“The threats posed by large commercial and industrial enterprises to our personal and private information are substantial, to say the least.  The legislature can craft appropriate solutions to those concerns without using the New Hampshire Constitution inappropriately to do so.  In fact, a number of legislators are already acting to develop broad legislation to address intrusions by private entities.”

Smith wrote about a second concern, that “It  might end up opening the state government to a flood of lawsuits (at varying levels of frivolity or legitimacy) from people who don’t want the government to know how much money they make (their income being “personal information”) but still want to receive some government service which is means-tested against personal income. Or a driver challenging that the DMV has no right to know if they wear corrective lenses.’’

Smith added that the amendment, “might have implications during criminal investigations and it is unknown how the courts would interpret this wording in conjunction with the 4th amendment of the US Constitution in relation to the discovery process during a trial. Does the state have standing to violate your constitutional right to privacy if you are under investigation for a speeding ticket? How about under investigation for robbing a bank?”

Scherr responded, “Yes, there will be a temporary flood of lawsuits by those who believe that Q2 will create an absolute right to informational privacy no matter what the governmental interest involved.  The huge majority of those lawsuits will go nowhere because no constitutional right is absolute. For example, the right to free speech falls in certain circumstances to the need to ensure public safety.  The right to bear arms does not mean that no regulation of gun possession is allowed.’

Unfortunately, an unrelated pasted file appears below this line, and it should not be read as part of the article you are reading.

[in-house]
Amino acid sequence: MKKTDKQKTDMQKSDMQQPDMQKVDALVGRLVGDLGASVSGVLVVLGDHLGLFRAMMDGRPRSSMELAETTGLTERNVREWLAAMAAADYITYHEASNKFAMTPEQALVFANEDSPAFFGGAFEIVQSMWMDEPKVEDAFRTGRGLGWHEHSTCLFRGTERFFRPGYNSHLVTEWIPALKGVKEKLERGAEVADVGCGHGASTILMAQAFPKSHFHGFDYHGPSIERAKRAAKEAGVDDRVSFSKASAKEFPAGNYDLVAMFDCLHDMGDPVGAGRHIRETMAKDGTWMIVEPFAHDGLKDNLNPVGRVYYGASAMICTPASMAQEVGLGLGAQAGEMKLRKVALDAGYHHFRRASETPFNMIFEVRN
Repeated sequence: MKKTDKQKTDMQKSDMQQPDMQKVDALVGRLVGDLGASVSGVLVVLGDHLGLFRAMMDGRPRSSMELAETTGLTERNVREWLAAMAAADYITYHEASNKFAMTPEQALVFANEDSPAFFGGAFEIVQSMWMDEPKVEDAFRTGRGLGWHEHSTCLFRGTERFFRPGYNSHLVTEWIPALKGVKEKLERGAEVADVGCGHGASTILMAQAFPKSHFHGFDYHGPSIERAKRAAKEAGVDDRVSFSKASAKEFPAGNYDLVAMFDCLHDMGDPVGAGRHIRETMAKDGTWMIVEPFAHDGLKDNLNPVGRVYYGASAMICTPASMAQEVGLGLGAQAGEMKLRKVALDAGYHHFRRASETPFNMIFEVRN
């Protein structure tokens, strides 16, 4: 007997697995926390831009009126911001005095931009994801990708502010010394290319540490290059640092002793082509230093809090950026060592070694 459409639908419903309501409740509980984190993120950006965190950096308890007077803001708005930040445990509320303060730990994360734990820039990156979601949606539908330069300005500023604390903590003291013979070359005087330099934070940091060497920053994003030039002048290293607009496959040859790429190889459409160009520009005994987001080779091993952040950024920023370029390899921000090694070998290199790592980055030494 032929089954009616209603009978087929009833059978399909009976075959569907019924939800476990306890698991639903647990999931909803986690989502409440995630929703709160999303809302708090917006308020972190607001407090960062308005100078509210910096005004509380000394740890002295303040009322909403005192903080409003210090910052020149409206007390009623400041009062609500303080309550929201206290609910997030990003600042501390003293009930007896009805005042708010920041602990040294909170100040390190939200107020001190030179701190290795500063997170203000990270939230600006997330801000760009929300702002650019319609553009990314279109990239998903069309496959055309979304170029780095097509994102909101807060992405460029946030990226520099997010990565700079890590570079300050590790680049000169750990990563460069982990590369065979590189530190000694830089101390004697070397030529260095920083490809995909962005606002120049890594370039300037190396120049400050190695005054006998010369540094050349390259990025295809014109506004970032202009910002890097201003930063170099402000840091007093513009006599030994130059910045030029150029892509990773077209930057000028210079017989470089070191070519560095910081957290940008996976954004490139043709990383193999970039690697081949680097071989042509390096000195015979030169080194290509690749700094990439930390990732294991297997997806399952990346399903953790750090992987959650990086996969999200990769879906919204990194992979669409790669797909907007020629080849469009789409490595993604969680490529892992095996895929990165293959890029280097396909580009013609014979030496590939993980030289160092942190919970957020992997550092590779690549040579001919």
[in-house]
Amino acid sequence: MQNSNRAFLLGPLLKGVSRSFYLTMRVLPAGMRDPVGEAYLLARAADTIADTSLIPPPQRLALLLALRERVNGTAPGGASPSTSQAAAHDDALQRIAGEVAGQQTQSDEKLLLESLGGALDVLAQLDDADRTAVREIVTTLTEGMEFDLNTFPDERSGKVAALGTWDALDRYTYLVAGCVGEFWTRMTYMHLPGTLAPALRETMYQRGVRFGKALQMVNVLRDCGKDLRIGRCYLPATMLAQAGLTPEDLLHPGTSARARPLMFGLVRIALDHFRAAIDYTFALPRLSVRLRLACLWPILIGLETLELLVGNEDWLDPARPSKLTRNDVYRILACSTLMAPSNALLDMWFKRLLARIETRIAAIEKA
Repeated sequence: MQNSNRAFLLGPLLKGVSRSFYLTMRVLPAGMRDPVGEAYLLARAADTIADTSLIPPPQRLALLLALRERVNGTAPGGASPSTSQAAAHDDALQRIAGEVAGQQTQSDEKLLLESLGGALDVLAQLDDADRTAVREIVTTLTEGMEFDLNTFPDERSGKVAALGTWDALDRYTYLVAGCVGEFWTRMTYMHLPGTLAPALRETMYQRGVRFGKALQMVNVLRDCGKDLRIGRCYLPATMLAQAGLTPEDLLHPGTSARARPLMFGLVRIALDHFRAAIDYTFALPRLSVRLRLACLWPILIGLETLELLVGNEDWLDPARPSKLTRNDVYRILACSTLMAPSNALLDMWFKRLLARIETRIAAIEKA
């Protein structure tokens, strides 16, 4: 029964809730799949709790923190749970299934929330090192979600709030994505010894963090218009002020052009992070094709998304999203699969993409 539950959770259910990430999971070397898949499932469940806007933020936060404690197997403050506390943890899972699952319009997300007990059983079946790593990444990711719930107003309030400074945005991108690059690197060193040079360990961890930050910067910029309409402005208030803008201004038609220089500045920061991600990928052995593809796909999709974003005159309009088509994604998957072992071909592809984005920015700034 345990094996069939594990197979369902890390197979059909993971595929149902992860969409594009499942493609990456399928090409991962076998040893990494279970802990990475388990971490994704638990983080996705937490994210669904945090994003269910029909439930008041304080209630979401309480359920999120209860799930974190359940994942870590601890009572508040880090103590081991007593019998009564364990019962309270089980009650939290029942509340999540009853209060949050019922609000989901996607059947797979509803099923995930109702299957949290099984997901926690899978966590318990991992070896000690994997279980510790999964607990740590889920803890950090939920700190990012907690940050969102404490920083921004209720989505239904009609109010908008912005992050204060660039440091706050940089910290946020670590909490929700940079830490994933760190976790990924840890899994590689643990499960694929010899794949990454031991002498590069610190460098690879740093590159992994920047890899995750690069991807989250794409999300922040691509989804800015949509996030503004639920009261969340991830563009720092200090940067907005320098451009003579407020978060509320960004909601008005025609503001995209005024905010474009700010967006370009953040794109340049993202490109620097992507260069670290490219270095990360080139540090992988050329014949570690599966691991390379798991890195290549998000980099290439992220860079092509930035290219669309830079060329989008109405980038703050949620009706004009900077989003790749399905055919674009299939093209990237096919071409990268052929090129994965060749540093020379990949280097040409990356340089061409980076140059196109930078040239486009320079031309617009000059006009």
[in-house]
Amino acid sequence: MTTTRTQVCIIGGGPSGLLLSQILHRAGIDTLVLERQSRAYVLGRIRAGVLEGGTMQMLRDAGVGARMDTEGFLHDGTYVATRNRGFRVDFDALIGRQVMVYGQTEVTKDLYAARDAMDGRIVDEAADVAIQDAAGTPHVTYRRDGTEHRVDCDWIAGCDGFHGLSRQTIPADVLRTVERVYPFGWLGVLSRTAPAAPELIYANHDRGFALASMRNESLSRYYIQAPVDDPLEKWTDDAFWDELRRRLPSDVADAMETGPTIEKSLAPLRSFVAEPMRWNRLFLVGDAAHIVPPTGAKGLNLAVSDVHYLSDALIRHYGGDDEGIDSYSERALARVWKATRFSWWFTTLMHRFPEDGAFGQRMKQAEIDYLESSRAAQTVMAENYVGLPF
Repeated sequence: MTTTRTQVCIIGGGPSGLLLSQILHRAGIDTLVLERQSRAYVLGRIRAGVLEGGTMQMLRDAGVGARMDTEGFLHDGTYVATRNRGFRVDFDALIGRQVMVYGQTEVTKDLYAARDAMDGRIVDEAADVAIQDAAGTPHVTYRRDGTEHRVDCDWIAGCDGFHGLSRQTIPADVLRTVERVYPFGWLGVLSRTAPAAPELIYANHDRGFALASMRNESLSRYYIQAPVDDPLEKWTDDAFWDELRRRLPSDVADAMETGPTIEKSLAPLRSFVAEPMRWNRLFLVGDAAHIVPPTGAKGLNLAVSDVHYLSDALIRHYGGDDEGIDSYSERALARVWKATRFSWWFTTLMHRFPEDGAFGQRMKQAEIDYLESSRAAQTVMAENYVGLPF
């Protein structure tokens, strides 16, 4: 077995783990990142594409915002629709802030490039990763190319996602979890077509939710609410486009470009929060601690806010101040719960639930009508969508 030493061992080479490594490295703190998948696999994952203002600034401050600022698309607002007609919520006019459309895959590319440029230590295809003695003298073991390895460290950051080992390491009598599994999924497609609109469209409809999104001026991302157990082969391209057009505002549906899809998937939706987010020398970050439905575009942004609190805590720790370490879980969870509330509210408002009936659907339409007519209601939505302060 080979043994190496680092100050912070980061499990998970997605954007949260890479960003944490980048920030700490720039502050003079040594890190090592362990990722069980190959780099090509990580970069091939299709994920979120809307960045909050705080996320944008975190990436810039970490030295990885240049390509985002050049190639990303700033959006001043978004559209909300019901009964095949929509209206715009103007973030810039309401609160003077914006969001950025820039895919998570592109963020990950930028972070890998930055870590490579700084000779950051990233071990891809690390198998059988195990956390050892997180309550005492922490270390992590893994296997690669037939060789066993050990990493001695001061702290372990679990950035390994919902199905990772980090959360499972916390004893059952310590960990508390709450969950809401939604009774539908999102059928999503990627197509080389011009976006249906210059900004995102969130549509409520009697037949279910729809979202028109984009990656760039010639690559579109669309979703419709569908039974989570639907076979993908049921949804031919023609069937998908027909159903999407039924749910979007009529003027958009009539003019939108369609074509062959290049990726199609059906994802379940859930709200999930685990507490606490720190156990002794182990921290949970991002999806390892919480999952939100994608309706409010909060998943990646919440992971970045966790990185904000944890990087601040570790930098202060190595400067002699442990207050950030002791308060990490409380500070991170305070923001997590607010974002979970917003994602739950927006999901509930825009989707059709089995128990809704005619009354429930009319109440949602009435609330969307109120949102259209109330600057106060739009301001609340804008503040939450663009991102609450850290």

“In the privacy context, what will happen in the courts is that a court will balance the nature of the right to privacy and the extent of the intrusion on that right against the governmental interest at stake.  So, while the bank robber may have a constitutional right to privacy in personal information, it will likely fall in the face of the governmental interest of preventing crime.’

“Practically speaking the most important effect of Q2 is that it will lay down a new marker that recalibrates courts’ consideration of the balancing of one’s privacy interests against the government’s interest in its interference. It will say to the courts an individual’s privacy interest in personal information is worthy of more consideration than it previously has been.  It will still allow law enforcement to gain search warrants when they have sufficient justification.  But, it will give simpler and more direct respect to one’s personal information than currently exists.  This is particularly important in the face of ever-evolving technology that outpaces the courts’ current ability to keep up.’

“Rest assured that Q2 does not mean that criminals will go free and that our society as we know it will fall apart because people care more about protecting their private information than each other.  Rather, Q2 is a moderate, rational and significant improvement in our ability to protect our personal information from unjustified governmental intrusion.”

Manchester Senators Donna Soucy (D-18) Kevin Cavanaugh (D-16), and Lou D’Allesandro (D-20) voted against this measure. Soucy and Cavanaugh declined to comment for this report.  D’Allessandro said, “I think the amendment is not needed.”